Offering Support and Training
for You and Your Dog
“No” does a great job of stopping your dog from doing whatever it is he “no”
should be used for emergencies only - when you need to stop him dead in
his tracks as if his life depended on it.  For all other situations, take a minute
to figure out what it is you do want him to do.  If he’s too wound up in the
house, tell him to
SETTLE.  If he is jumping on Grandma Sally, tell him OFF.  
If he is about to come in the house with muddy paws, tell him to
WAIT. Or if
he has grabbed a hold of something he shouldn’t have, tell him to
course we need to teach him the meaning of these words in order to get the
appropriate response, so get some treats and let's get started!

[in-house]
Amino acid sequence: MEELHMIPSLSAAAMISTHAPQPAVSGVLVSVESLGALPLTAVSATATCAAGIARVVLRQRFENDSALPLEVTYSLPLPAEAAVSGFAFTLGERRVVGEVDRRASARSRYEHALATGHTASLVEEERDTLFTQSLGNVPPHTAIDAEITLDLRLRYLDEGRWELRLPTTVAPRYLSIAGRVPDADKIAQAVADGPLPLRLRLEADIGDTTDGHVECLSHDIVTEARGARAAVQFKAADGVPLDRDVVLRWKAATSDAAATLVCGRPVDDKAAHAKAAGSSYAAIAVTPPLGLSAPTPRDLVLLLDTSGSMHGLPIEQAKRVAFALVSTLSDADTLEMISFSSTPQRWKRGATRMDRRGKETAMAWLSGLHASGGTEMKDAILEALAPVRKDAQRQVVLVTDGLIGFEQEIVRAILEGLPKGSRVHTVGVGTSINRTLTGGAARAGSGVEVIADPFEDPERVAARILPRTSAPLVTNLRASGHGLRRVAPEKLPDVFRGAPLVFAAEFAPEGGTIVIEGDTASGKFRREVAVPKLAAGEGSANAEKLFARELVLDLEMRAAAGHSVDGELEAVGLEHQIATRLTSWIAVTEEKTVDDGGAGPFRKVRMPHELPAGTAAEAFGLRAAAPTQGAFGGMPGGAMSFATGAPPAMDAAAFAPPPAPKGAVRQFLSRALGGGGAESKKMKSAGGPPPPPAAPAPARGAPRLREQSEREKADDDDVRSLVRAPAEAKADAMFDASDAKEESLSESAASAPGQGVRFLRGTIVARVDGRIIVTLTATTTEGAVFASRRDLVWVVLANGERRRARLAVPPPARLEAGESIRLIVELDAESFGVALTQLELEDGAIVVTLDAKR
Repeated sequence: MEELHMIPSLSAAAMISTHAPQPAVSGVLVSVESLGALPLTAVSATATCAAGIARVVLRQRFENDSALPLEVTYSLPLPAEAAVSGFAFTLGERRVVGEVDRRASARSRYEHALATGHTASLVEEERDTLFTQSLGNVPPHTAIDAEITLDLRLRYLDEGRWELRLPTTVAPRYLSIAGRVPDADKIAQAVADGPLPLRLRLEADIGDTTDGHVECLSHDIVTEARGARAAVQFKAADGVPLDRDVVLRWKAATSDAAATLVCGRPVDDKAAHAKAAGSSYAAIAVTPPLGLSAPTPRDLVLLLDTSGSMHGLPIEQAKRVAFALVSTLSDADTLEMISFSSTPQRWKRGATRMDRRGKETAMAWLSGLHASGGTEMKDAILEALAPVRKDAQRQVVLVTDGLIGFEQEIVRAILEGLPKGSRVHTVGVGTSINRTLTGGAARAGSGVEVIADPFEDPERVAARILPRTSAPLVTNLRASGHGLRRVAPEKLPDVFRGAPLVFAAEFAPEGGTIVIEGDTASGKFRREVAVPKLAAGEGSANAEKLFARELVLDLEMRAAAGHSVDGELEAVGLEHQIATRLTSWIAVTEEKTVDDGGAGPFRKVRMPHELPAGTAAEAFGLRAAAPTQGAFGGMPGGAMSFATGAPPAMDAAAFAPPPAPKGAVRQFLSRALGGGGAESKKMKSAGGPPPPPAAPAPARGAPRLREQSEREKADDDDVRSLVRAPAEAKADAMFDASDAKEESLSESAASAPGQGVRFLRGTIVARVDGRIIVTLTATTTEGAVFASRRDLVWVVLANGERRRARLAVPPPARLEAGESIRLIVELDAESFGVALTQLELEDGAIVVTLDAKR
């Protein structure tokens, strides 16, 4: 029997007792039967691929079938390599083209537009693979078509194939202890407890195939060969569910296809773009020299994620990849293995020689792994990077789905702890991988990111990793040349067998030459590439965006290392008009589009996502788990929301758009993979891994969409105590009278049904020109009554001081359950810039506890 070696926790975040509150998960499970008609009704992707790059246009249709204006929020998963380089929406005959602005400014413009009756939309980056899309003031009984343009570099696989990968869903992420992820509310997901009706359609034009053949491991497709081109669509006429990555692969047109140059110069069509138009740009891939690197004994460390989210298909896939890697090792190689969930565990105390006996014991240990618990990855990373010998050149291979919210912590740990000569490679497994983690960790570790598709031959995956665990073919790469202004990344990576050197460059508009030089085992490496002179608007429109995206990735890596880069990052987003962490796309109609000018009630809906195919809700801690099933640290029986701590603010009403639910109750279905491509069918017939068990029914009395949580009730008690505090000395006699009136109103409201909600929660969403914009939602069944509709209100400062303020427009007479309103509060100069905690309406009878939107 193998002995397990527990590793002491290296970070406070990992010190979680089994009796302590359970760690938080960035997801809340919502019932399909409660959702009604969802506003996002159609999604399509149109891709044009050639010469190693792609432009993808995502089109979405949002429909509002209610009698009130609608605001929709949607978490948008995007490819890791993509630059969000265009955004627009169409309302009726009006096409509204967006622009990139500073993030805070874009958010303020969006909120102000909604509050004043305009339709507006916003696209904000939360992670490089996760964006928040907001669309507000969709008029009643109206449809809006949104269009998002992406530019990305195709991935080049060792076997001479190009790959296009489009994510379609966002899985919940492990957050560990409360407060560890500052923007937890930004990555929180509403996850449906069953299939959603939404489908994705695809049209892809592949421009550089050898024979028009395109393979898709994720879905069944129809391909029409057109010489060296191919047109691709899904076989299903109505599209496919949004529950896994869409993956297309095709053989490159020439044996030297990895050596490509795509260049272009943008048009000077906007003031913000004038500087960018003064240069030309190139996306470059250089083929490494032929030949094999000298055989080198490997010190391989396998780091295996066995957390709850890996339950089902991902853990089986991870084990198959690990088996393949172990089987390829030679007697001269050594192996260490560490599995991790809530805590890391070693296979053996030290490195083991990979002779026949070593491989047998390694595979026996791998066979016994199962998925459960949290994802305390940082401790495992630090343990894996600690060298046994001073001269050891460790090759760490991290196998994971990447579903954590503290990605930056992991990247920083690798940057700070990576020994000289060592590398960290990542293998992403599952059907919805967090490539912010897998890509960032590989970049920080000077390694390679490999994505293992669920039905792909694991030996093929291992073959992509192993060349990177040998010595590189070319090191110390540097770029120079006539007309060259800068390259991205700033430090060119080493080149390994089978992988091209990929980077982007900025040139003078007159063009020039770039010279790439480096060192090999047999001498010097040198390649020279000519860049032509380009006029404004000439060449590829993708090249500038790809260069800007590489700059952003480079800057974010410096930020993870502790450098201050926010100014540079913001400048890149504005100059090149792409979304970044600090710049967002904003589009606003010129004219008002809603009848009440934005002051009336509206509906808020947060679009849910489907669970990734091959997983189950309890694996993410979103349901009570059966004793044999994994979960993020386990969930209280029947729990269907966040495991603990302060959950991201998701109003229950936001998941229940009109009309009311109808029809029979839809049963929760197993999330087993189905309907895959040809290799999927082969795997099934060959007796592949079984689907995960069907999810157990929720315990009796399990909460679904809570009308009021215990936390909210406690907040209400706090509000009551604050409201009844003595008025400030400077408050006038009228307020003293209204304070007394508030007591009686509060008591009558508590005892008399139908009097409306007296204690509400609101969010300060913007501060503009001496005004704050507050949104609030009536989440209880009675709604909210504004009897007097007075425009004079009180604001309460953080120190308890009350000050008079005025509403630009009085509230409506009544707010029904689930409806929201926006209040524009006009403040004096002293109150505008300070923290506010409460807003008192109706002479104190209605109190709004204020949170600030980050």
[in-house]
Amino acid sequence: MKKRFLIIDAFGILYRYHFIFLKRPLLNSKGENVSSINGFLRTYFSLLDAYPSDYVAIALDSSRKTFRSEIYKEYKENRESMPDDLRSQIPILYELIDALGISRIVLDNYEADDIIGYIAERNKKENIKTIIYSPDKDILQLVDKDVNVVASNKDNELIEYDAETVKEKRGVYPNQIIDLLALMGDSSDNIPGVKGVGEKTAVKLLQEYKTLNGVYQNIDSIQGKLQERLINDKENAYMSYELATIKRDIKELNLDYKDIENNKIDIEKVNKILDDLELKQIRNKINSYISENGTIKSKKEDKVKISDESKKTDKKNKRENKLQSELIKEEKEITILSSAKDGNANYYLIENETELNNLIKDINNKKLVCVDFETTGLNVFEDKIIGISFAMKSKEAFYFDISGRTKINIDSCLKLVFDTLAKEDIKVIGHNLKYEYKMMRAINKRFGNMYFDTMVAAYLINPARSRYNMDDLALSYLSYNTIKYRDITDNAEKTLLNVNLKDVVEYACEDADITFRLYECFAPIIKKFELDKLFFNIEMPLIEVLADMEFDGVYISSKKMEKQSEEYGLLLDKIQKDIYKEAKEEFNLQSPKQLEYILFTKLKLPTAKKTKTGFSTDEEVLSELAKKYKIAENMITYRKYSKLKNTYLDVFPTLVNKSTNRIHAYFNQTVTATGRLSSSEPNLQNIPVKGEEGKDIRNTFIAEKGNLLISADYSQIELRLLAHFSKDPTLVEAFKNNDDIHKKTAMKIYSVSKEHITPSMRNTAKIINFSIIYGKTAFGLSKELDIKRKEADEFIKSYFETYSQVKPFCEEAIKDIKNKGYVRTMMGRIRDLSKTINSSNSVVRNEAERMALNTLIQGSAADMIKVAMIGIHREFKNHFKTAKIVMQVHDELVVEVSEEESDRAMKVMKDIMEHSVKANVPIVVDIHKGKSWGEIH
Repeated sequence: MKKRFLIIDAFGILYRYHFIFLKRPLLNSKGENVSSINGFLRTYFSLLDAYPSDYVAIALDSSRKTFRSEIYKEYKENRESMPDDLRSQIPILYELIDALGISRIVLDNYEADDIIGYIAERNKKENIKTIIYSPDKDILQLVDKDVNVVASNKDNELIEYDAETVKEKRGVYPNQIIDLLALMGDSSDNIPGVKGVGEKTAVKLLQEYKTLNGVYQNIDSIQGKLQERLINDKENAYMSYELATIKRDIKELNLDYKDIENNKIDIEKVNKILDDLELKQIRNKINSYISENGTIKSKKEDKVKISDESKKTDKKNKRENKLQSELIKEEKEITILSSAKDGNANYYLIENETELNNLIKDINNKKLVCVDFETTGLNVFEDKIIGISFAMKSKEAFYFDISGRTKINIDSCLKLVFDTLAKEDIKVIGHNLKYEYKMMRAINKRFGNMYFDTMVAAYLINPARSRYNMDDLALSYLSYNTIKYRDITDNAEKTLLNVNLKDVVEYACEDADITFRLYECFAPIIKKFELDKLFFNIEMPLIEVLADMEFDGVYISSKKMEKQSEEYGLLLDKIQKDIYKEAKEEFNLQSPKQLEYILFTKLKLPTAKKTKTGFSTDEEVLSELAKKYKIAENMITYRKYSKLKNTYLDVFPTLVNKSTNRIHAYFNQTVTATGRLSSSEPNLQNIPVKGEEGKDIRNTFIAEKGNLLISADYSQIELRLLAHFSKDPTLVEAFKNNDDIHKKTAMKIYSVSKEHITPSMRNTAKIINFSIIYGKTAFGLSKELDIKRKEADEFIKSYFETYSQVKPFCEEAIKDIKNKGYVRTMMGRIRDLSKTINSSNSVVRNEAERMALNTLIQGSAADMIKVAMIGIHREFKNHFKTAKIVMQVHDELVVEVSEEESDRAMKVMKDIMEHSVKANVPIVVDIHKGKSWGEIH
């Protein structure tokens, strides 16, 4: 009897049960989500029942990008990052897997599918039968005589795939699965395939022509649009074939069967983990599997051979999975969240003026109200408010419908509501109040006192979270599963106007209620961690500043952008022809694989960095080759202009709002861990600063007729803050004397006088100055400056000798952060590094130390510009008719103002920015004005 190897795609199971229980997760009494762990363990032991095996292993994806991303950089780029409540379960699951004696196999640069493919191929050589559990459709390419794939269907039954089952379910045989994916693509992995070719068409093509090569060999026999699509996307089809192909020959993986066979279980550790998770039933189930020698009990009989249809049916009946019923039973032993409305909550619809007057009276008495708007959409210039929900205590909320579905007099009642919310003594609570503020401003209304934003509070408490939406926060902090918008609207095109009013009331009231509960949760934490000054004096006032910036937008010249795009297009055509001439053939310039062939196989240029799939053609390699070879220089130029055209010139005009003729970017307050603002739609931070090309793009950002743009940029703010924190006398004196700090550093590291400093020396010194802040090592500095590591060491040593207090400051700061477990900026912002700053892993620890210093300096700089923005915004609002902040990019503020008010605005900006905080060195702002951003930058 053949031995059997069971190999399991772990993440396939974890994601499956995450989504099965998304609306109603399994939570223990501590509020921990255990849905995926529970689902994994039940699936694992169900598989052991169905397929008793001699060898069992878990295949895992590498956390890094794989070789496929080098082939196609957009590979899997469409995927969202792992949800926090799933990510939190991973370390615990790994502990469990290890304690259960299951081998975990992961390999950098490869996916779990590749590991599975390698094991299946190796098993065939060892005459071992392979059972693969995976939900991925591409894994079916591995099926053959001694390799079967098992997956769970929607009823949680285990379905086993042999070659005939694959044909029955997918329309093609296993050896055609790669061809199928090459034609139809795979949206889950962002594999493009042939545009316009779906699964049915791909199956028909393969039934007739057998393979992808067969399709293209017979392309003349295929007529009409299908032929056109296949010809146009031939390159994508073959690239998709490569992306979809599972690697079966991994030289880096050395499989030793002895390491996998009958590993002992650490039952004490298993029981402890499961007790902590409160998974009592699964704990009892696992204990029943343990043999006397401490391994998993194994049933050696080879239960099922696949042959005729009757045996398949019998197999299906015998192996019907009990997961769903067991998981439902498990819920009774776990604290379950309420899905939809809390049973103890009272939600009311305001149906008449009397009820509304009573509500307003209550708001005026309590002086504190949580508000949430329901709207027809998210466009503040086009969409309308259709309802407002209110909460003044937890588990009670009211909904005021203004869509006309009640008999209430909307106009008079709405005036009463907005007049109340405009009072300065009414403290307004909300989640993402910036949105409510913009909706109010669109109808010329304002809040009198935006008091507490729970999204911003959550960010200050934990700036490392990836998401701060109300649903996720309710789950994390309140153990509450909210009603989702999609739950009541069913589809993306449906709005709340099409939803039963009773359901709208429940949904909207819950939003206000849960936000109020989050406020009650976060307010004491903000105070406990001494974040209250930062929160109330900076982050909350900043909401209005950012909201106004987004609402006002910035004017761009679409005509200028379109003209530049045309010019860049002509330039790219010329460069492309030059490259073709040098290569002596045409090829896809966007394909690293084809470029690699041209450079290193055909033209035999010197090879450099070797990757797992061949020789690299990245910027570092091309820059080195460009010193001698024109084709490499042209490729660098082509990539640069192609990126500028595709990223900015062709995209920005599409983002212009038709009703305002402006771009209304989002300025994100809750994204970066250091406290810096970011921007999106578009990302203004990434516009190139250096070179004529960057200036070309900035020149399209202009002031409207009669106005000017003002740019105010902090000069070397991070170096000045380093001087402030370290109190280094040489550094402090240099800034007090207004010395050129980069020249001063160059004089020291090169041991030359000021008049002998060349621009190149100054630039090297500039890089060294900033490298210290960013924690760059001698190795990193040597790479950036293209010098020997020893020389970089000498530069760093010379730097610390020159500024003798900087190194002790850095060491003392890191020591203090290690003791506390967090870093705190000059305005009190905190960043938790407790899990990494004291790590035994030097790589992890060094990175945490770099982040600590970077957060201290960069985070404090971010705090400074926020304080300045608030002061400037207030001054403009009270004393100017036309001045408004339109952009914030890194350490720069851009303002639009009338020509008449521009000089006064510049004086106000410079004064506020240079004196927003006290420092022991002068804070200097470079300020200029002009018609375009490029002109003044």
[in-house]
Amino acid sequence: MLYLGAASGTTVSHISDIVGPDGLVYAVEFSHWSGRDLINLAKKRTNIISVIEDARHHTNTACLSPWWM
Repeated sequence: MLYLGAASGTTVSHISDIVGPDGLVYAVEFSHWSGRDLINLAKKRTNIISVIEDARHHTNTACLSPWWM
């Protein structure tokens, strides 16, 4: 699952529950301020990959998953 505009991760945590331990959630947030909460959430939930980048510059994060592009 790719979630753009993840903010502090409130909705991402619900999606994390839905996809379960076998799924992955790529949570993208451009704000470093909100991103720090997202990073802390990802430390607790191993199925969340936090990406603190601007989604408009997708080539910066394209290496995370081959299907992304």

Keep training sessions short and upbeat.  With some dogs, three minutes
may be too much.  Other dogs may be able to concentrate for six or seven
minutes.  You need to know your dog and always stop before he loses
interest.  And always stop with a success.  If your dog is having trouble, have
him do a trick you know he can do and then praise him lavishly before you
stop the training session.

Incorporate your training into your day-to-day activities and train in different
places.  This will help your dog learn that when you tell him to sit in the
kitchen, it means the same thing as when you tell him to sit at the pet store.